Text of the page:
Author: Eric Patterson
On 24 September, Infoblox observed a malicious spam (malspam) email campaign distributing the Dridex banking trojan via emails spoofing FedEx package delivery notifications.1
In previously reported Dridex campaigns, the emails masqueraded as notifications from other legitimate companies such as Automatic Data Processing, Inc. (ADP), eFax, and Intuit.2,3,4
Dridex was first discovered in 2011 and has consistently been one of the most prolific banking trojans on the market.5 Threat actors typically favor this malware for large scale, financially-motivated malspam campaigns.
Once a victim is infected, Dridex uses its core functionalities of website injections and form grabbing to siphon online banking credentials and pilfer funds from the victims.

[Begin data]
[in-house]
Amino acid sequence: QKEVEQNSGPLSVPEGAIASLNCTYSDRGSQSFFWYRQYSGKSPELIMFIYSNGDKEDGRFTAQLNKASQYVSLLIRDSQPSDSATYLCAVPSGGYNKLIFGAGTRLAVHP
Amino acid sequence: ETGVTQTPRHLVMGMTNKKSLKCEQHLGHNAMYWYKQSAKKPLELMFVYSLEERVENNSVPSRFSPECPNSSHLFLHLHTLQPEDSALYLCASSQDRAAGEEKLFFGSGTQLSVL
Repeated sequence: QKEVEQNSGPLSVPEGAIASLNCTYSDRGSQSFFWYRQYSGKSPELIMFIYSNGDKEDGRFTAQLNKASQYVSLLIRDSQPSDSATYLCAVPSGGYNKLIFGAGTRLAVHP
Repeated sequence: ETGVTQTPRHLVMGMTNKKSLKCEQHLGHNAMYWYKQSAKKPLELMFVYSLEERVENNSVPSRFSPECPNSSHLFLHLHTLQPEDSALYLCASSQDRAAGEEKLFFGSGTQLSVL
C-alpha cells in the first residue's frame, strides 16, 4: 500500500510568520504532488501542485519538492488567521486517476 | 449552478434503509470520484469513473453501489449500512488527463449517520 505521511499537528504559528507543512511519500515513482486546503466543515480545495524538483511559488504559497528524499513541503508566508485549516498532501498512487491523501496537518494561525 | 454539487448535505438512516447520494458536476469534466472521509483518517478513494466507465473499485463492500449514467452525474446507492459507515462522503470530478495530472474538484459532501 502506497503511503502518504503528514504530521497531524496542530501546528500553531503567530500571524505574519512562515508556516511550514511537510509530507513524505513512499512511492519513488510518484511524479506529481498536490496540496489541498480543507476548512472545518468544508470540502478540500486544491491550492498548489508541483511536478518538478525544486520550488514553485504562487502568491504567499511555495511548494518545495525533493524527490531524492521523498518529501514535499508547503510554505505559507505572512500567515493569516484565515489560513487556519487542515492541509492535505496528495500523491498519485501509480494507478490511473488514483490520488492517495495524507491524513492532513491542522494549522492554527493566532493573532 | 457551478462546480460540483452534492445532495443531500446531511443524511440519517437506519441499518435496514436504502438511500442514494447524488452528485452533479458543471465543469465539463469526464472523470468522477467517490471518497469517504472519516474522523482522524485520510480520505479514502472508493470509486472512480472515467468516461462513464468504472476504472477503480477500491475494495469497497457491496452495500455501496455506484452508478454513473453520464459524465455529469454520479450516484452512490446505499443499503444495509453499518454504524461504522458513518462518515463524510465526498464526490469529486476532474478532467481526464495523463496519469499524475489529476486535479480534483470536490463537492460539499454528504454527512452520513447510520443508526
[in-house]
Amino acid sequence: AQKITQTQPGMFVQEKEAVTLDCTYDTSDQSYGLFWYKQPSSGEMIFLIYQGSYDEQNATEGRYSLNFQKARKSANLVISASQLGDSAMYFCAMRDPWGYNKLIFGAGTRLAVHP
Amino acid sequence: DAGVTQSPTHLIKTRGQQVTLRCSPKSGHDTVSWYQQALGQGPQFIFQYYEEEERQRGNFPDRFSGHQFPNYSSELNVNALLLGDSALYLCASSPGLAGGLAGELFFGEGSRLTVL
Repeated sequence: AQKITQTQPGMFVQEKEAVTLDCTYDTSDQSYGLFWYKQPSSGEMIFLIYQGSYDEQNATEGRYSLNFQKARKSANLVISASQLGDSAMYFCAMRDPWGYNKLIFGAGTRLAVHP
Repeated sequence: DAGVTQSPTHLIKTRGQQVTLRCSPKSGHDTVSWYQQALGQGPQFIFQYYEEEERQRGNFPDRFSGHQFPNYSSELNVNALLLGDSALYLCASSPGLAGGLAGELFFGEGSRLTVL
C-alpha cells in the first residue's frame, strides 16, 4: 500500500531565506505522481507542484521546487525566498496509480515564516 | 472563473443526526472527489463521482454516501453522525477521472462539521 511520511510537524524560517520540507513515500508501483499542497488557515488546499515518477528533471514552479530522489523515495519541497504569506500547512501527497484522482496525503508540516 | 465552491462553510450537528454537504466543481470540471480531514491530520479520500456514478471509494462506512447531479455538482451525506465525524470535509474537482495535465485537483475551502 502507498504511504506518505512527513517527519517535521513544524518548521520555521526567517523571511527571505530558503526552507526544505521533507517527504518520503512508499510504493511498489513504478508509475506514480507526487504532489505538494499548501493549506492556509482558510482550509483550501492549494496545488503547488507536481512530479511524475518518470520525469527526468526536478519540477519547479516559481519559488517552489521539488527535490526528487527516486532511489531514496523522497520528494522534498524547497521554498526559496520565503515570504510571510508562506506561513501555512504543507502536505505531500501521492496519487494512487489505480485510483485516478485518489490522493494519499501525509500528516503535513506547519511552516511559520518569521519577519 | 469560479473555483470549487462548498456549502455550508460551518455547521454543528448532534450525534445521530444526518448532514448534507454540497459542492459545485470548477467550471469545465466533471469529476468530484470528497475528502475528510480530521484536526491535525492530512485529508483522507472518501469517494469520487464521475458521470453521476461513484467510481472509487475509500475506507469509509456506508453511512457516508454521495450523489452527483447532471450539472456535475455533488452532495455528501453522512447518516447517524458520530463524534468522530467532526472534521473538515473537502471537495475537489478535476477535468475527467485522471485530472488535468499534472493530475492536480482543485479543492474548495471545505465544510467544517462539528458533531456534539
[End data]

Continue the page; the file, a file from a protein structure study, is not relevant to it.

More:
Emails in this campaign imitate FedEx Shipment delivery notifications with subject lines containing FedEx Shipment <fake 12-digit tracking number>: Delivered. The message body itself uses HTML formatting to mimic the layout, format, and style of a standard FedEx delivery email. By all measurable standards, the malicious message body appears identical to legitimate emails sent by FedEx.
The email senders are slight variations of FedEx’s legitimate email accounts.
The email infrastructure for delivering the Dridex malware includes fraudulent sites with a wide range of top-level domains (TLDs). The registration information for the associated domains also makes use of various registrars and nameservers with no discernable pattern or preference.
Infoblox’s full report on this campaign will be available soon on our Threat Intelligence Reports page.